How to combat neglected tropical diseases
Since 2019, the German government has supported a program to research and combat the neglected tropical disease-NTD in Africa. The journalists will report about exemplary projects and the first results of the new international program.
- €15,090 Budget in Euros
- 2020 Final release date
- 5 Round winner
- 2 Locations
More than 1.5 billion people worldwide suffer from neglected tropical diseases (NTDs) such as schistosomiasis, leprosy, dengue fever or elephantiasis. Around 40% of them live in Africa. The increased risk of infection is accompanied by poor health care, contaminated drinking water and malnutrition. The poorest of the poor are therefore particularly affected - especially in rural regions south of the Sahara.
The leitmotif of the United Nations' Agenda 2030 and its 17 goals for sustainable development is "leaving no one behind". But those suffering from NTDs are left behind in many ways. Their voices have little political weight because they live far from the urban elites. Because their symptoms are often more difficult to portray in the media than with Ebola, for example, their suffering remains largely invisible. In addition, they are often stigmatized and marginalized in their villages.
Those affected could be helped with medication, but first of all they often have no knowledge of their disease. Secondly, transport is difficult to organise due to a lack of suitable access roads. This means that even if the medication can be provided free of charge, it is difficult to reach the patients.
On an island in Lake Victoria, Tanzania, the project exemplifies how the fight against NTDs can succeed. In doing so, it is guided by the stations visited last year by a delegation from the German Bundestag. Over the last years, with support especially from the USA and Great Britain, the supply of clean drinking water has been secured, the infrastructure was expanded, self-help groups were founded and training courses on self-treatment were given. Another focus of the programme was on the inclusion of disabled people. The measures were successful: Until a few years ago, 99% of the islanders were infected with bilharzia, but today the disease has been largely eradicated.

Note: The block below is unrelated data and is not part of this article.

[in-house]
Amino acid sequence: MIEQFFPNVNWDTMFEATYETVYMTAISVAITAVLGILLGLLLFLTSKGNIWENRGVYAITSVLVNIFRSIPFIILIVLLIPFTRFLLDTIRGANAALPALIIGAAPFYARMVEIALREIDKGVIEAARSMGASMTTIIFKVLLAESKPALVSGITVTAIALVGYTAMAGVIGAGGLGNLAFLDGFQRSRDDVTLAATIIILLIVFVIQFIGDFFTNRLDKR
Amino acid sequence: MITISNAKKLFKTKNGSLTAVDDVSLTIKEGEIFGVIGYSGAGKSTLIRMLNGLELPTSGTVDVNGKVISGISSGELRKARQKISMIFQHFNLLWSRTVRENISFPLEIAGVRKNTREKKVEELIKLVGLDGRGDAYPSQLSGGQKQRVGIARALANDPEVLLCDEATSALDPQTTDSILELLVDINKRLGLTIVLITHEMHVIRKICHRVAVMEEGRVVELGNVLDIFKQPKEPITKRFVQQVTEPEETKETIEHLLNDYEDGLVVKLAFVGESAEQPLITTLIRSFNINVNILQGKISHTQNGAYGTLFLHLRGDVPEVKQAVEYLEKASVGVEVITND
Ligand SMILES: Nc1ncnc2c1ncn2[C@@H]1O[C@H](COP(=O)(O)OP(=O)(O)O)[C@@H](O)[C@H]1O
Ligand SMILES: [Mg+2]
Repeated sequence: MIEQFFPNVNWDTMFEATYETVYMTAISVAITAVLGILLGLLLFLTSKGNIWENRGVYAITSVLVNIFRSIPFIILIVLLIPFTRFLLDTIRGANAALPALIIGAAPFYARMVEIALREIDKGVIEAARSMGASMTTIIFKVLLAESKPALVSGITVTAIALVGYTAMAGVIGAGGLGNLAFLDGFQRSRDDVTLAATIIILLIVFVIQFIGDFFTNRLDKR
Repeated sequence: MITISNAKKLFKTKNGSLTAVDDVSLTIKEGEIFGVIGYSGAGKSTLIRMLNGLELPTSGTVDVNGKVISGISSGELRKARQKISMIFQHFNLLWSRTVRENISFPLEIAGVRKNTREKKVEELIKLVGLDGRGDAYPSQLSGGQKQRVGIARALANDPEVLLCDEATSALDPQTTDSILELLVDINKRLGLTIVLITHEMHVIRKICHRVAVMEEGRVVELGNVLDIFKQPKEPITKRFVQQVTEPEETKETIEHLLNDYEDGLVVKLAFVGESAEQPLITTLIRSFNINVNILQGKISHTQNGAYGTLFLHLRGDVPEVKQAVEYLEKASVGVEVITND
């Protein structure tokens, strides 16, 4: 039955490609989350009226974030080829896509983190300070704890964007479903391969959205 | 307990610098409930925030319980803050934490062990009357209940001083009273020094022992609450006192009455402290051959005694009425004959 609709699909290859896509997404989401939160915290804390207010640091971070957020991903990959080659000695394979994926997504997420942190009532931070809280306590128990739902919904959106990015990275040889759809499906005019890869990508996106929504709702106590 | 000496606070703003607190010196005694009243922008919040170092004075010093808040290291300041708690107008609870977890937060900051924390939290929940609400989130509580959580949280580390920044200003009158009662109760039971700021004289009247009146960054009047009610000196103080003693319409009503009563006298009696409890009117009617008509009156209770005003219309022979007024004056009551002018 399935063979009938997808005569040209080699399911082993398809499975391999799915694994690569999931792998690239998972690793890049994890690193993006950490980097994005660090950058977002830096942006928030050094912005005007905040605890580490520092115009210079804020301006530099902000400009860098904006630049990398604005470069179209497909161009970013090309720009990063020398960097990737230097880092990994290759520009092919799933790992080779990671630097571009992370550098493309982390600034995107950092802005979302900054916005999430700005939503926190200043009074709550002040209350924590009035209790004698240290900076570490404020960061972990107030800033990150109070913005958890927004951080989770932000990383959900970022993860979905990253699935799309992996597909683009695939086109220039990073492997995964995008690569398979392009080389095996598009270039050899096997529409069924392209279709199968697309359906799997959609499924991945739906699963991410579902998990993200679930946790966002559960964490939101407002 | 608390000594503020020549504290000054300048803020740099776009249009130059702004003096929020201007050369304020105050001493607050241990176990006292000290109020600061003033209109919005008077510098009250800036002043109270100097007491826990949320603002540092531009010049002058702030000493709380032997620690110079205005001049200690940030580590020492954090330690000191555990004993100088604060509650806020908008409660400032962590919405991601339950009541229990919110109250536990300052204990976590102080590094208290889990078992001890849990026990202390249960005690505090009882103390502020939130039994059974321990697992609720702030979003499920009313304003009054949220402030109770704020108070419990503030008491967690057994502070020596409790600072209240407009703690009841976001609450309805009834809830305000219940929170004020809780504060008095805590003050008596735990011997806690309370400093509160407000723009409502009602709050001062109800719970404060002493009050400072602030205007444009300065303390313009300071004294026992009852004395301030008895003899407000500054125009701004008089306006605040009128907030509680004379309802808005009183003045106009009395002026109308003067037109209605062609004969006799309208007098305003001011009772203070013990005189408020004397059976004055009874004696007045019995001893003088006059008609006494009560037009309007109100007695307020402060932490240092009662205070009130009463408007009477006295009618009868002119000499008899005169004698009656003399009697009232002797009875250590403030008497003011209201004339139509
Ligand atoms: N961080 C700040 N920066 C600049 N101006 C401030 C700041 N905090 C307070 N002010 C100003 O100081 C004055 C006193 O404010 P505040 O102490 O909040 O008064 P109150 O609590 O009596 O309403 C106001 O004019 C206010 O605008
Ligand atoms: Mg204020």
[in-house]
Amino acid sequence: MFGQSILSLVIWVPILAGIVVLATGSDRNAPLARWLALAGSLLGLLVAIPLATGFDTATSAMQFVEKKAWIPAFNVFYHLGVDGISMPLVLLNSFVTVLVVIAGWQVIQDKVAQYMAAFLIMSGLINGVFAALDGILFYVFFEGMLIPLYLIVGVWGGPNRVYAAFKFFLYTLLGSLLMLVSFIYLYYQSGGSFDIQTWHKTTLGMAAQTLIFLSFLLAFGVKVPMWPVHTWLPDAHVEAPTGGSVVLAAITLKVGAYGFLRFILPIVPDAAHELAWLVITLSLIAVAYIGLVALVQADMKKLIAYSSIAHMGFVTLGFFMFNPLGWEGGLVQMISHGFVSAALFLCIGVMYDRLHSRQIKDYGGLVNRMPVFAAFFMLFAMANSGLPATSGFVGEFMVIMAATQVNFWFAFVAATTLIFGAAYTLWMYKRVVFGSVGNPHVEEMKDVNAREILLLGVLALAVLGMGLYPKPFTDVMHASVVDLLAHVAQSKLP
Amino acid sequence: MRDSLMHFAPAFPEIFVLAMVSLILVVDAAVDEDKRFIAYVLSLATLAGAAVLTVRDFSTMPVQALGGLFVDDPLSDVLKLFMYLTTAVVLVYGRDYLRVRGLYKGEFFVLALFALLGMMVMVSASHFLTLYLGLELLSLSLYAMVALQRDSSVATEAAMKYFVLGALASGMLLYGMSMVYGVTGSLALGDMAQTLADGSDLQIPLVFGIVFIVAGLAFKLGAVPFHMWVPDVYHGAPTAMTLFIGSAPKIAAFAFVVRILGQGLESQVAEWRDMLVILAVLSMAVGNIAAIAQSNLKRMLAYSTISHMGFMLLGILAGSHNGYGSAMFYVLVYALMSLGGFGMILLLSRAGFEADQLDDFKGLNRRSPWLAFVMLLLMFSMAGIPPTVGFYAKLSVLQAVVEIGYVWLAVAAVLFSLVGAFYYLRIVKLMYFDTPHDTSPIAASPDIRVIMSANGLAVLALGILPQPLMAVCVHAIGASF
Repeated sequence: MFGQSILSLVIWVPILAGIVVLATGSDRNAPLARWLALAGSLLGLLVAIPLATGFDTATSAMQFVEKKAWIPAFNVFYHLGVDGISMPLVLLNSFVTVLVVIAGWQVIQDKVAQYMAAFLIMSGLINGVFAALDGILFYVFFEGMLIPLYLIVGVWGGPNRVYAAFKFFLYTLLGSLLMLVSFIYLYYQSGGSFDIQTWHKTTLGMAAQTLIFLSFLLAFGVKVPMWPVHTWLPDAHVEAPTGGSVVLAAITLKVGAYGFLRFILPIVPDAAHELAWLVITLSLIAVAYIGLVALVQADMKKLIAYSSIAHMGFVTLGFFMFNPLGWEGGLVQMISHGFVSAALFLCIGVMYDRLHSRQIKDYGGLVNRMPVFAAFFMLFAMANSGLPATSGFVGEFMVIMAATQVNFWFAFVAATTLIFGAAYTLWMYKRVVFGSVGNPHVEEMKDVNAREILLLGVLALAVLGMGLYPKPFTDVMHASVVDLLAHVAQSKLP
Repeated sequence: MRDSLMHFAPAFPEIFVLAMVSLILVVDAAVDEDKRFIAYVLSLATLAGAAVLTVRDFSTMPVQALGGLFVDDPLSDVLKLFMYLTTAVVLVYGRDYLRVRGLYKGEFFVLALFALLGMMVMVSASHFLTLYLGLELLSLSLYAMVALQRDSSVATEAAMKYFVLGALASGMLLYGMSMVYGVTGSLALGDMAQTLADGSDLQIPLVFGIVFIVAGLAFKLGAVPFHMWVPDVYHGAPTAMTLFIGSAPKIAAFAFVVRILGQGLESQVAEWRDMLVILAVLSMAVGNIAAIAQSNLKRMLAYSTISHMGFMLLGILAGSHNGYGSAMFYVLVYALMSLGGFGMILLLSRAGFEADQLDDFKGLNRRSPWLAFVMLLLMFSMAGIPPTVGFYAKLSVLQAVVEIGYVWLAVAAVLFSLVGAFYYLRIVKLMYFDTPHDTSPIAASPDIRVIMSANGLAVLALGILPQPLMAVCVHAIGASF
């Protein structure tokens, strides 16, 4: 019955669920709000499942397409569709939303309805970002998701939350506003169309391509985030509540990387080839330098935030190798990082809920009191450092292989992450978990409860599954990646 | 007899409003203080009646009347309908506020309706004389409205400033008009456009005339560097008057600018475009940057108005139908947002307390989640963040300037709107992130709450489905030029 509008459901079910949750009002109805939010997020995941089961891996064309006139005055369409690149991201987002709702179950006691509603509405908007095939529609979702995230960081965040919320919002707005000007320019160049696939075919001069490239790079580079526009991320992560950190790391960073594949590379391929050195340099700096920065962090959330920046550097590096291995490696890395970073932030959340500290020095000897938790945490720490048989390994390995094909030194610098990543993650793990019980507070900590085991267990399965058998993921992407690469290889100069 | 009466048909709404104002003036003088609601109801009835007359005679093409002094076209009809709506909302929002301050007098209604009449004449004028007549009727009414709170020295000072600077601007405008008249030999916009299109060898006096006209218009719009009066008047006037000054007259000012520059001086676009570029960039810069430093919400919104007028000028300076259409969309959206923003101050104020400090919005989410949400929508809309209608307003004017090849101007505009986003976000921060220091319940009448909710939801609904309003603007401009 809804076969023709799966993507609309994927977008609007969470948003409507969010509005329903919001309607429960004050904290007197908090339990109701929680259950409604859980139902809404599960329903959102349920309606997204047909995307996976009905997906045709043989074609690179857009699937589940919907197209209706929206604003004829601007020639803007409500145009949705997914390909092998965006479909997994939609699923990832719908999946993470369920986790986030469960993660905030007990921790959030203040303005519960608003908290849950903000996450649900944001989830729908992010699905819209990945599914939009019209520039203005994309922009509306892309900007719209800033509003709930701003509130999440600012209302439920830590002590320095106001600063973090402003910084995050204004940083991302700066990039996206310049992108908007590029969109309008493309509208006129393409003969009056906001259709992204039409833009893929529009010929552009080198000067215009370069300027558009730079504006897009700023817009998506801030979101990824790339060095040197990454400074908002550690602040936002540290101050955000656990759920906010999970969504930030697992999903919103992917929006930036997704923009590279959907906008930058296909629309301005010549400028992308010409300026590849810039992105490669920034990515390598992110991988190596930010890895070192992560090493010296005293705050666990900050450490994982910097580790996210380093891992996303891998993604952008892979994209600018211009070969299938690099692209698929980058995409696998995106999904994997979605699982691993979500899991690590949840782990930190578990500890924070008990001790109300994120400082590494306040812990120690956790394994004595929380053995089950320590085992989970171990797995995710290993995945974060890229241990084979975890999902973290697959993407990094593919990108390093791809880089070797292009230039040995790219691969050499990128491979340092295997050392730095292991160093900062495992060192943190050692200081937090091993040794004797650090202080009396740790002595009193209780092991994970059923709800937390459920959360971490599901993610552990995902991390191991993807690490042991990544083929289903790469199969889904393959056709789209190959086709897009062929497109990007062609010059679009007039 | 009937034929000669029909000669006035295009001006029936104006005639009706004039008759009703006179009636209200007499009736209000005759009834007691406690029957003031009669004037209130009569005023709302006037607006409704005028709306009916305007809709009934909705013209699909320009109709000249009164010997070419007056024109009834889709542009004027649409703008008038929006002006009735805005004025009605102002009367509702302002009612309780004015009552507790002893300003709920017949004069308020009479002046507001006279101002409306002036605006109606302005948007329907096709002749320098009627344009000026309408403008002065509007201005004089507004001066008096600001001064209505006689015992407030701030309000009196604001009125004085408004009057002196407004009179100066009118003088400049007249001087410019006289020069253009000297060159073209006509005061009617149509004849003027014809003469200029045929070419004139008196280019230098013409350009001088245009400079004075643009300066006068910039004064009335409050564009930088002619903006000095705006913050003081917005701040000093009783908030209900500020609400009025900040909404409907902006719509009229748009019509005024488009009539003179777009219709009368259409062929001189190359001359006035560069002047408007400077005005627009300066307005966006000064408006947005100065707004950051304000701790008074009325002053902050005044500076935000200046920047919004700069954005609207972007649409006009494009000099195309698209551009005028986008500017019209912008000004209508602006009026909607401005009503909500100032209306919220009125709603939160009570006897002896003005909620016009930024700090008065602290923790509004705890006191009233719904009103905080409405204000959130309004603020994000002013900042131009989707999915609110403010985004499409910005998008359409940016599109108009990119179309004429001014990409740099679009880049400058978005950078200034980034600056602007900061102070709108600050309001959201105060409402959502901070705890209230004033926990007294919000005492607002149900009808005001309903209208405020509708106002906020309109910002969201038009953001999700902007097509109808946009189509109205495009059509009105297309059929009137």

In a second step, the project focusses on the Expanded Special Project for Elimination of Neglected Tropical Diseases (ESPEN), which is specifically tailored to the CEMAG region. Among others, the German Federal Ministry of Health, the Ministry of Science and Research and the KfW Bank are involved in this project. The project reports from Cameroon on the initial progress made and the challenges ahead. It accompanies German doctors on site, in particular Hermann Feldmaier from the Berlin Charité, who has been travelling Africa for many years as an expert for NTDs, as well as young scientists from the region whose education and research on NTDs is also supported by Germany.